Different Class of Lasers

Different Class of Lasers

Are lasers dangerous?

As mentioned, lasers can be very bright! High power lasers can burn skin and ignite clothing. Fortunately, laser pointers are medium power so they cannot burn skin or ignite clothing. Medium and high power lasers can damage your eyes before you can blink, therefore, the beam from a laser pointer should never be pointed at anyone at any time.

Lasers are classified by the radiant power and wavelength of the light they emit.

Class 1 Laser. A Class 1 laser is considered to be incapable of producing dangerous radiation levels and is therefore exempt from most control measures or other forms of surveillance.

Class 2 Laser (Low Power). A Class 2 laser emits visible radiation (400-700 nm). Eye protection is afforded by the normal human aversion response to bright radiant sources. This type of laser may present some danger if viewed directly for periods exceeding the 0.25 second aversion time. The "Class 2a" classification was developed for supermarket bar-code scanners; Class 2a lasers are not intended for viewing but are not hazardous if viewed for up to 1000 seconds. Class 2 does not apply to lasers radiating at wavelengths less than 400 nm or greater than 700 nm.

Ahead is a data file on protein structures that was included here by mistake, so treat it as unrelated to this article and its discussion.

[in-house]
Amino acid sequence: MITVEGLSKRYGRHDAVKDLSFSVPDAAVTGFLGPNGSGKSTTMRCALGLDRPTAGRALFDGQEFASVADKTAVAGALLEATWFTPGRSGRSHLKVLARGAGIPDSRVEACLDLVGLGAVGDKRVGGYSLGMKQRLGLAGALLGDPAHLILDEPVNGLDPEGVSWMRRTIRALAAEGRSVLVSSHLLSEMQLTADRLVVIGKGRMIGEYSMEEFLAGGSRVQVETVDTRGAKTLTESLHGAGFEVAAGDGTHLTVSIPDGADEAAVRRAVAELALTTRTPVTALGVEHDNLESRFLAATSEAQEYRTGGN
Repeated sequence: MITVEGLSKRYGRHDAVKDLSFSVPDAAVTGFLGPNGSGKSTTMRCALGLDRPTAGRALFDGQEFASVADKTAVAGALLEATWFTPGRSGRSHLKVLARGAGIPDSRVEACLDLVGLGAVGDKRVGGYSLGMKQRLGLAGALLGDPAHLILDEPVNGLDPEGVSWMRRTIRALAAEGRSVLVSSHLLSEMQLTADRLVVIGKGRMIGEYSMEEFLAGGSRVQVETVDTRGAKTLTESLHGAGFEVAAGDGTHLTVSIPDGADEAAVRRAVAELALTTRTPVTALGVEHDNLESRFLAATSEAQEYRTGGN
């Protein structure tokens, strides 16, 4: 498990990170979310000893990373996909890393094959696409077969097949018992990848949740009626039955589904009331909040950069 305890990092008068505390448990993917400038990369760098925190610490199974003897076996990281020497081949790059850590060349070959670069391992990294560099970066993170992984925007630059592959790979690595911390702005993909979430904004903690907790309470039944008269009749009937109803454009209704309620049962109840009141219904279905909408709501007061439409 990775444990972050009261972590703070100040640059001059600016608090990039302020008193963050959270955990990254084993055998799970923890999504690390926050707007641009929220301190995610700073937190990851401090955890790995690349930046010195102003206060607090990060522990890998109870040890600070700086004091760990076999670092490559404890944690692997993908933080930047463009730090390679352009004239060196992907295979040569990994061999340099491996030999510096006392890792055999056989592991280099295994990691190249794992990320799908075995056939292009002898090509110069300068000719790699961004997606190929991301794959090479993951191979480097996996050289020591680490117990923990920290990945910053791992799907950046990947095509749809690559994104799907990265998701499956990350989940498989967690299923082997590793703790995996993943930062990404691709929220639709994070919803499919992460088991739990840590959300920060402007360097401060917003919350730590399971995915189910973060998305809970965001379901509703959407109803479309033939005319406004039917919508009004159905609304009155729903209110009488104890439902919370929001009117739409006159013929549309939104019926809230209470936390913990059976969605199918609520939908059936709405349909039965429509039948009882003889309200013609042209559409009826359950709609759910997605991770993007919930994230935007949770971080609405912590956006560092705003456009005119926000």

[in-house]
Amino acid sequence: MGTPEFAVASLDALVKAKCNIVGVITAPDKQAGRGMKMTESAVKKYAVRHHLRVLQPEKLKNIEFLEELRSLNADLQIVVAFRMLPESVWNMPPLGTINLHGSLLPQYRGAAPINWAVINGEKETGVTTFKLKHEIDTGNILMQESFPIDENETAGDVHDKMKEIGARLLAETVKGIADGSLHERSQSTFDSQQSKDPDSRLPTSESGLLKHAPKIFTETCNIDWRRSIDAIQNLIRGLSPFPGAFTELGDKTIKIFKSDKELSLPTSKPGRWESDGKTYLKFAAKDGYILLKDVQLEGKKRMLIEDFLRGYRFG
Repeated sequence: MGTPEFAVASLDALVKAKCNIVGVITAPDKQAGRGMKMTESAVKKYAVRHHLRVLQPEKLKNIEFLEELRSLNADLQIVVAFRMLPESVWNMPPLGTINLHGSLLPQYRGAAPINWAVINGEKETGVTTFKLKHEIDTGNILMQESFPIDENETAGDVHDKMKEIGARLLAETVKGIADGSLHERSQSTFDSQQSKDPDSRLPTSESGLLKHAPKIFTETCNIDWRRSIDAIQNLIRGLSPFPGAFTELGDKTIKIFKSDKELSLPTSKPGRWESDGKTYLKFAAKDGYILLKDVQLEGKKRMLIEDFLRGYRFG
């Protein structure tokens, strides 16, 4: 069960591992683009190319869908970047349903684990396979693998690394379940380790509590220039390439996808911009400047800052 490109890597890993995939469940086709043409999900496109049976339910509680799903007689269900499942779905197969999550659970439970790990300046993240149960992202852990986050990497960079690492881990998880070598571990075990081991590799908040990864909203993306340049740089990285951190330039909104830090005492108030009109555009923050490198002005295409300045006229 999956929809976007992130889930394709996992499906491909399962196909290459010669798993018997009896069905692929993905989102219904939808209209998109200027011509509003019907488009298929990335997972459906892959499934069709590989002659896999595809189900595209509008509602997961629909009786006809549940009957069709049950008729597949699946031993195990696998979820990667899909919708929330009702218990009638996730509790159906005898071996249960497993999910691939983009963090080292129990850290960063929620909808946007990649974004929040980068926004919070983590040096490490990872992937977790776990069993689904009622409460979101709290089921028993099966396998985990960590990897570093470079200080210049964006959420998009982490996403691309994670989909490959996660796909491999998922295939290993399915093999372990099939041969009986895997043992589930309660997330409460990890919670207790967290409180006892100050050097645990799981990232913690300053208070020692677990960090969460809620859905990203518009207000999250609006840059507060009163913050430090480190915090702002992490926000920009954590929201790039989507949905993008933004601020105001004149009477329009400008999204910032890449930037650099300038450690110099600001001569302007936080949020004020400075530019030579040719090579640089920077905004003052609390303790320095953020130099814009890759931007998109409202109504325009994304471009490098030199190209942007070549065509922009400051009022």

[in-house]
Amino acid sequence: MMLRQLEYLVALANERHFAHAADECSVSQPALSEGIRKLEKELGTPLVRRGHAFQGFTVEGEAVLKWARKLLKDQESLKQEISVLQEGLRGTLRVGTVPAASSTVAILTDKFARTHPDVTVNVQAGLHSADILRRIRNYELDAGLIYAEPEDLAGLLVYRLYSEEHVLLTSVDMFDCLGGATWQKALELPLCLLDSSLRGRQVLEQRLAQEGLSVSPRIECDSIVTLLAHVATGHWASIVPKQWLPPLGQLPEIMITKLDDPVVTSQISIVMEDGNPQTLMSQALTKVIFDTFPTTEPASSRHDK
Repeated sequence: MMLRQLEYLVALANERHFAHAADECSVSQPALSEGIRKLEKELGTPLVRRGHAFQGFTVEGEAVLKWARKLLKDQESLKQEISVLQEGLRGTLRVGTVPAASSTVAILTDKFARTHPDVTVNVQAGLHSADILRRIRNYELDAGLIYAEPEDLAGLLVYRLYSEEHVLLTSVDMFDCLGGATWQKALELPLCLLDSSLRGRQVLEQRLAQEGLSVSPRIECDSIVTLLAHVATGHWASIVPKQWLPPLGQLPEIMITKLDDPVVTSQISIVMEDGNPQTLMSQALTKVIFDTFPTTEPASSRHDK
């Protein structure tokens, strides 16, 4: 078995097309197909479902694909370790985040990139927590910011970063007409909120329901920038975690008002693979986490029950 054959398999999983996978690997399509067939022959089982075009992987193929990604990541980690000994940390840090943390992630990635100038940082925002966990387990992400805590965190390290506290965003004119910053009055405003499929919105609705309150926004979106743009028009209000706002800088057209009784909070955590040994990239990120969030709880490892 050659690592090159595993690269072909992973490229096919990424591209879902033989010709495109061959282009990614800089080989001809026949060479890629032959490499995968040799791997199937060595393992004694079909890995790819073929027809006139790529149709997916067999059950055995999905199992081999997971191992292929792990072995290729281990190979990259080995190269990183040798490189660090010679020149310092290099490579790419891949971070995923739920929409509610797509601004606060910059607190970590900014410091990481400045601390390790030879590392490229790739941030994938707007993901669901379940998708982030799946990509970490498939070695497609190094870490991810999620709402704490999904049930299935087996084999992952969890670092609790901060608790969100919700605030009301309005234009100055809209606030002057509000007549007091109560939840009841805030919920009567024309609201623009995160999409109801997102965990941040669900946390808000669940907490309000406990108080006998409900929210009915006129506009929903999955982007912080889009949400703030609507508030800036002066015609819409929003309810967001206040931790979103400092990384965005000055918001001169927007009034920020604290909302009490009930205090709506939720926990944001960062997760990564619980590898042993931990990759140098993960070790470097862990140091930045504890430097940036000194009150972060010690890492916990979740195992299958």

Class 3 Laser (Medium Power). A Class 3 laser is hazardous under direct beam and specular- reflection viewing conditions, but the diffuse reflection is usually not a hazard. A Class 3 laser is normally not a fire hazard. Ultraviolet (UV) and infrared (IR) lasers that emit invisible beams (<400 nm and >700 nm) are always Class 1, Class 3 or Class 4. Class 3 lasers are divided into two subclasses, 3a and 3b, each having slightly different control requirements.

Class 4 Laser (High Power). The direct beam, specular reflection and diffuse reflection from a Class 4 laser are hazardous to the eye and skin. A Class 4 laser can be a fire hazard.

When laser pointers were first introduced, they were normally class 2. During the last few years, the power of laser pointers has increased so that they are now typically class 3a. These have the potential to damage the eyes.